Author Topic: Quality furniture vs cost  (Read 7715 times)

Kitsune

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Quality furniture vs cost
« on: August 26, 2016, 12:50:40 PM »
What's your line for what's 'too expensive' for better quality? How do you make the decision?

My current dilemma: we need to replace our lay-z-boy before the birth of our next kid, for parental survival. We have one we used for our daughter and it was a lifesaver (rocking, comfortable to breastfeed in, comfortable to sleep in when you can't put the kid down in the middle of the night, etc). Unfortunately, it is also 32 years old (it was a present to my mother when she was pregant with me) and after 32 years, 4 babies, 4 toddlerhoods, 3 kids climbing all over it, 3 teenagers, living in every apartment I have and being my most-used chair... well, it's giving up. The seat is sagging enough to give me a back-ache, the cushioning on the back is gone, the fabric has rips in it again, the side is starting to come off... Oh, and the rocking mechanism squeaks like crazy. It's done. Getting it fixed would cost about 1/3 more than buying a new one. So. We've been looking for used ones for the past 4 months (the nicer ones have people trying to sell them for the cost of new 'clearance' couches, the other ones look not far off from the one we've got), and no one has another hand-me-down we can use. So, ok, fine, new... but on clearance, because $$$. (I strongly advise buying used furniture if that's an option. In this case, we can't find what we need, and we've been looking).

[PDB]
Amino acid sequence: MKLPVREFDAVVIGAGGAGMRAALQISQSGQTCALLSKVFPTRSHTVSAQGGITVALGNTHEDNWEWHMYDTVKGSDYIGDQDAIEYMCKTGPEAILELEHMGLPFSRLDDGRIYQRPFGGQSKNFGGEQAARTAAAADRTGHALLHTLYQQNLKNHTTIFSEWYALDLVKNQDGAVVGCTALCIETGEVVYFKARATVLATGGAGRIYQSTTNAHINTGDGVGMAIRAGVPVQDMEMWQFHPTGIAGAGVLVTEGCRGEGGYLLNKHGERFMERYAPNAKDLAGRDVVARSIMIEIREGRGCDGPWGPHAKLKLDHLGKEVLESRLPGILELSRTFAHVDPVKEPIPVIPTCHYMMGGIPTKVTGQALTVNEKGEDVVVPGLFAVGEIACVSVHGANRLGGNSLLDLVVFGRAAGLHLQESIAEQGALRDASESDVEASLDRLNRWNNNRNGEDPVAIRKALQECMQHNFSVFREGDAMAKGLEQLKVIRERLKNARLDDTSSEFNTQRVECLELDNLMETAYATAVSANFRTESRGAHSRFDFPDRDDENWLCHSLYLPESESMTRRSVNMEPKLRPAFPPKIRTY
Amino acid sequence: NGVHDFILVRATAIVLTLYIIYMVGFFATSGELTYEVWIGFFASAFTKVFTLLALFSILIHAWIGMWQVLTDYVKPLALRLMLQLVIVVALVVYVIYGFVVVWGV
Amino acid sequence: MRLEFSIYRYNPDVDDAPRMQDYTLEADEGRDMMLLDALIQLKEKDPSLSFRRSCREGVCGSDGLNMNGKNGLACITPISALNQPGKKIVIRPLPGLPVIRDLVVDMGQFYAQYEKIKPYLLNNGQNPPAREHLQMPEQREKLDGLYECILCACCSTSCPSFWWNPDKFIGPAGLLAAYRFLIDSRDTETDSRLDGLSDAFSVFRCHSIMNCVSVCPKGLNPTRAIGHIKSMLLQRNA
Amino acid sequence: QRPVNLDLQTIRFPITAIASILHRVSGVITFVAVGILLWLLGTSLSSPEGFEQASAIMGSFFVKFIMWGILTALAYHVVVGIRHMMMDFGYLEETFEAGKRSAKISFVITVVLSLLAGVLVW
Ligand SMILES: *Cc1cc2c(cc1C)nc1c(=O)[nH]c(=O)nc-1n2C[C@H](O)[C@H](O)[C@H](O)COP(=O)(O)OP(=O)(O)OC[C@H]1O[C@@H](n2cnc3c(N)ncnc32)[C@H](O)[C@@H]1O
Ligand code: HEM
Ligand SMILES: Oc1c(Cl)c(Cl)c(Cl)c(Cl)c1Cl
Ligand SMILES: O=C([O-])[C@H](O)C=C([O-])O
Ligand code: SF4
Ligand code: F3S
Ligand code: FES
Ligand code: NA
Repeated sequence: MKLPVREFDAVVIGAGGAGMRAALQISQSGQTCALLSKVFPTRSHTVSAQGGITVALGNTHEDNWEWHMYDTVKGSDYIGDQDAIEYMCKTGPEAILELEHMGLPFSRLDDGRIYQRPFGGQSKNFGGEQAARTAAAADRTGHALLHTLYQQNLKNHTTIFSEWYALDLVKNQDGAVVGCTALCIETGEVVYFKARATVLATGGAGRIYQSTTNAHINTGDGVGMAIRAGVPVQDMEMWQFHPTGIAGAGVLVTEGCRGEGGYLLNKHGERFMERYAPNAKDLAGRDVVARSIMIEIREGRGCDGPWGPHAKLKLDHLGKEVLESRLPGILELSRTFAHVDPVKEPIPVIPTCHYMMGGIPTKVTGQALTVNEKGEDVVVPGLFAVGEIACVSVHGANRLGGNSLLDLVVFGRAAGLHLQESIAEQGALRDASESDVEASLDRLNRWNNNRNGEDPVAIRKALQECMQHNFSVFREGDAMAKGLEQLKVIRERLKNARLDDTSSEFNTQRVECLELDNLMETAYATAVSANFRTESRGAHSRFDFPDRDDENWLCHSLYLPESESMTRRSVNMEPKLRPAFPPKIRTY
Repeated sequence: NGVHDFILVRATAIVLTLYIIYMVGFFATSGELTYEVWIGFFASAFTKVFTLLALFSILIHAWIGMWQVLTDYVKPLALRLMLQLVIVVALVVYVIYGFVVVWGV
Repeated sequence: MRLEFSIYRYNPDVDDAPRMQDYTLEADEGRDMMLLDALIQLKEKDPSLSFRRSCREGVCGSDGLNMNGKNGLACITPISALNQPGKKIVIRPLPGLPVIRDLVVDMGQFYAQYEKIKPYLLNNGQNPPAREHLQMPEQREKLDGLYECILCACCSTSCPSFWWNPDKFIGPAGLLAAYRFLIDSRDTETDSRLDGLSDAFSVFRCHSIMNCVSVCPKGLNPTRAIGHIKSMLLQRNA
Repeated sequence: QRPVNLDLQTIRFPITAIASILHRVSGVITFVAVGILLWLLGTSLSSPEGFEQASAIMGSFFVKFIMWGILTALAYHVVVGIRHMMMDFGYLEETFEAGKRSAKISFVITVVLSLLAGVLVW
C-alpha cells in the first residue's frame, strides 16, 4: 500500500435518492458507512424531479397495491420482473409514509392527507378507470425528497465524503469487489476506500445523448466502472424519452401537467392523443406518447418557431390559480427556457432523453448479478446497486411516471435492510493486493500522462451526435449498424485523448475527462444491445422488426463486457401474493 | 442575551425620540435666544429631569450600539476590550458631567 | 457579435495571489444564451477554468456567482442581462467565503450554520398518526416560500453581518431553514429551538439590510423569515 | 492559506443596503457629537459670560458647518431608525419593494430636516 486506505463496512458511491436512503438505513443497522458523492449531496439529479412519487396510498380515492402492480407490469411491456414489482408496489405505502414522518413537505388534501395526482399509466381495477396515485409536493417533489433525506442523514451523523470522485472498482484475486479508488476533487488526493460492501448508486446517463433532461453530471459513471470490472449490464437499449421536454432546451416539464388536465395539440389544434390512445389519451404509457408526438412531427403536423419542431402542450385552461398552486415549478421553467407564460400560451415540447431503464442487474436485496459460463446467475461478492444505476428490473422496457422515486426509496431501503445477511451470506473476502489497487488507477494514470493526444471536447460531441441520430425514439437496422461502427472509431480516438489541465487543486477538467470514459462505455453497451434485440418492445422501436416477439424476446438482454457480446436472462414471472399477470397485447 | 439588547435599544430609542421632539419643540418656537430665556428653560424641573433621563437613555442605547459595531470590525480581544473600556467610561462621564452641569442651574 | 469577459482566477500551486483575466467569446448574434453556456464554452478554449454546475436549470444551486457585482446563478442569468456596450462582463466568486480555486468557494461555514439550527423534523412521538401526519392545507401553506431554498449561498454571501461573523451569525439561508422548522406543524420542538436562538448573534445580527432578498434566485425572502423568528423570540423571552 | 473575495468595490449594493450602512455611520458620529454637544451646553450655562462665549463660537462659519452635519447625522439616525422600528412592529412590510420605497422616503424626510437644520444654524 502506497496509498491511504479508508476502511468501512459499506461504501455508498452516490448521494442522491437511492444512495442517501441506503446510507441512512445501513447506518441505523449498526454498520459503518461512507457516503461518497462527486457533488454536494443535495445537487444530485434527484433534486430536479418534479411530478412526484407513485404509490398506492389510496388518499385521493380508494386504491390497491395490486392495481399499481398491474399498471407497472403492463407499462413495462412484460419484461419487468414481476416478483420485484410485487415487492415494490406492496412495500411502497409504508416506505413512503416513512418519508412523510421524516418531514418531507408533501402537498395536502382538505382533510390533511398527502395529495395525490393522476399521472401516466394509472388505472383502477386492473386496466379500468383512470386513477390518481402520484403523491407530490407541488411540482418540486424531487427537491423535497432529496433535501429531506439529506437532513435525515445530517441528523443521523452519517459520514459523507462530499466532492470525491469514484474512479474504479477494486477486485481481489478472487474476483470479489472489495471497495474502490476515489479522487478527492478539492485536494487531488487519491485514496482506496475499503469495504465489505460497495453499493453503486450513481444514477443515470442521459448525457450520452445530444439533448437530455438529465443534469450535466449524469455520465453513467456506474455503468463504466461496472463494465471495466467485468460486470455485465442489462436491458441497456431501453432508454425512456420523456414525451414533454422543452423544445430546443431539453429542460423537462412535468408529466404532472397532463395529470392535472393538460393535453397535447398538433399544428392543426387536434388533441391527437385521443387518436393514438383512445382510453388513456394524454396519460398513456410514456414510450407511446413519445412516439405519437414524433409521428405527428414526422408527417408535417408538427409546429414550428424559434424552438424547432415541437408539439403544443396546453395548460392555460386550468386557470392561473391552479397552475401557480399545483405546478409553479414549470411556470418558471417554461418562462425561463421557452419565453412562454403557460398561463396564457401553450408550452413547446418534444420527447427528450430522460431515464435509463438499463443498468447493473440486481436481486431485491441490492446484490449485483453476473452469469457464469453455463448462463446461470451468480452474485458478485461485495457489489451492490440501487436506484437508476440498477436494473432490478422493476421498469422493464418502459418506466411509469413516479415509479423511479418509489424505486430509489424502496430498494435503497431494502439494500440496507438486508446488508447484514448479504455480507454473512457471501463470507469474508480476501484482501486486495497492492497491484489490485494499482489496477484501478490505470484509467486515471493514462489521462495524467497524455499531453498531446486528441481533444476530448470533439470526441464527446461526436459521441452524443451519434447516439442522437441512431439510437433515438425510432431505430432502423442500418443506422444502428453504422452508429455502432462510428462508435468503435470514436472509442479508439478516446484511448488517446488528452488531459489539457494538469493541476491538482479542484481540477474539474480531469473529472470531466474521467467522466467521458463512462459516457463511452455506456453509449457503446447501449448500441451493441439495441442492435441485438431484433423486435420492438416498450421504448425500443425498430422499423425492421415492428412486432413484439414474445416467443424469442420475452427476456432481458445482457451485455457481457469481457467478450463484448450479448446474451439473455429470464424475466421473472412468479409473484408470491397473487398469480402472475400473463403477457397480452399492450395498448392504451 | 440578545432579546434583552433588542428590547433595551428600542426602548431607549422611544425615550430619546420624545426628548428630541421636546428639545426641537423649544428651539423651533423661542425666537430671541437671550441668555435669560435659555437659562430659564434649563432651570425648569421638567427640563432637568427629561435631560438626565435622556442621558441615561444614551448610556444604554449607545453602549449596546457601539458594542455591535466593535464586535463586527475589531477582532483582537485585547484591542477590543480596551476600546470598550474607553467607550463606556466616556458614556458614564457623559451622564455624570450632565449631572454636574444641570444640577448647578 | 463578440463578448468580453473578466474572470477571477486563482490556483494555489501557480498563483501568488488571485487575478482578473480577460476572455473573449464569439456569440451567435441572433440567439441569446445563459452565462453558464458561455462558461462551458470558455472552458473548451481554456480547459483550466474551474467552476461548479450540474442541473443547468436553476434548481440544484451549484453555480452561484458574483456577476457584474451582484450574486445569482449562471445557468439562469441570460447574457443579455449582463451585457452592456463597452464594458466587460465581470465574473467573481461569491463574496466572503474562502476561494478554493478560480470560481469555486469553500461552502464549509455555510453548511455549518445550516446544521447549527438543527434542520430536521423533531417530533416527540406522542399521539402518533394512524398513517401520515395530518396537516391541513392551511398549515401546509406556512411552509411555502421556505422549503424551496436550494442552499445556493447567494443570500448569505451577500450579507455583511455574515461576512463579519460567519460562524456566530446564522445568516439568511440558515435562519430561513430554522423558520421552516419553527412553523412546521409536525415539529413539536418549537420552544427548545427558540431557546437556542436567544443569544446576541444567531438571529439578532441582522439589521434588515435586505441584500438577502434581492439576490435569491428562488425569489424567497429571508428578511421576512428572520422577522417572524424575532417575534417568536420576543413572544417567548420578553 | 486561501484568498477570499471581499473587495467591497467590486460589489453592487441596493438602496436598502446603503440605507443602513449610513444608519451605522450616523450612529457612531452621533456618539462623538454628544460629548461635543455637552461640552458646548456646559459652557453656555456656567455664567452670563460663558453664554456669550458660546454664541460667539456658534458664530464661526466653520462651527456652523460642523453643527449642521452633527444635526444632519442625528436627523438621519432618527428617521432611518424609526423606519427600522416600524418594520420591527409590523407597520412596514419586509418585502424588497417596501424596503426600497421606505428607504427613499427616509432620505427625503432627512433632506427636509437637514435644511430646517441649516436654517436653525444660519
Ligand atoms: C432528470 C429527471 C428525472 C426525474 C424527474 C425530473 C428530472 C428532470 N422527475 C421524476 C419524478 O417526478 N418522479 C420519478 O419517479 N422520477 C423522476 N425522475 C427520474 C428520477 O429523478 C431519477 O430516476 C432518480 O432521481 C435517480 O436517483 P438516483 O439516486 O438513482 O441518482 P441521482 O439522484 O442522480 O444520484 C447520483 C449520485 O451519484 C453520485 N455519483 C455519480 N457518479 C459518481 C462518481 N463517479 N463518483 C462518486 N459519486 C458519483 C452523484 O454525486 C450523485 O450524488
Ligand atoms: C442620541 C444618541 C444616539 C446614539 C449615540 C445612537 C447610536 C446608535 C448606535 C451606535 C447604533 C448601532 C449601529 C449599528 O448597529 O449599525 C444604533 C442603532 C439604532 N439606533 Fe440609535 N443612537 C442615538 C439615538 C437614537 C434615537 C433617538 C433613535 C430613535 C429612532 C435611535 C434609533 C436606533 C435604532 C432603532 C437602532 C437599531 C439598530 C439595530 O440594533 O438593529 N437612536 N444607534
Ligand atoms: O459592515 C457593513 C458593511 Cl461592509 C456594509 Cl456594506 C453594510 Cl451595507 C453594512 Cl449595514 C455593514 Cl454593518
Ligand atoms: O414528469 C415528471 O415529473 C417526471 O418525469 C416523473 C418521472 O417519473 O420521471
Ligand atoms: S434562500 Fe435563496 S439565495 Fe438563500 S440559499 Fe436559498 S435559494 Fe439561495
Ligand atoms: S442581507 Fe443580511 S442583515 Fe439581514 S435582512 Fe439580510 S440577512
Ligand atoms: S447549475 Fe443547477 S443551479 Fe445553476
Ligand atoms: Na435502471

We need something that, in order: 1) rocks, 2) has a back that goes backwards and a leg rest that flips up so you can sleep on it if needed, 3) that doesn't look hideous and can be used outside the kid's room and moved to the living room as a reading chair after we're done having kids. I care and put effort into the aesthetics of our house, so 'not hideous' is a thing.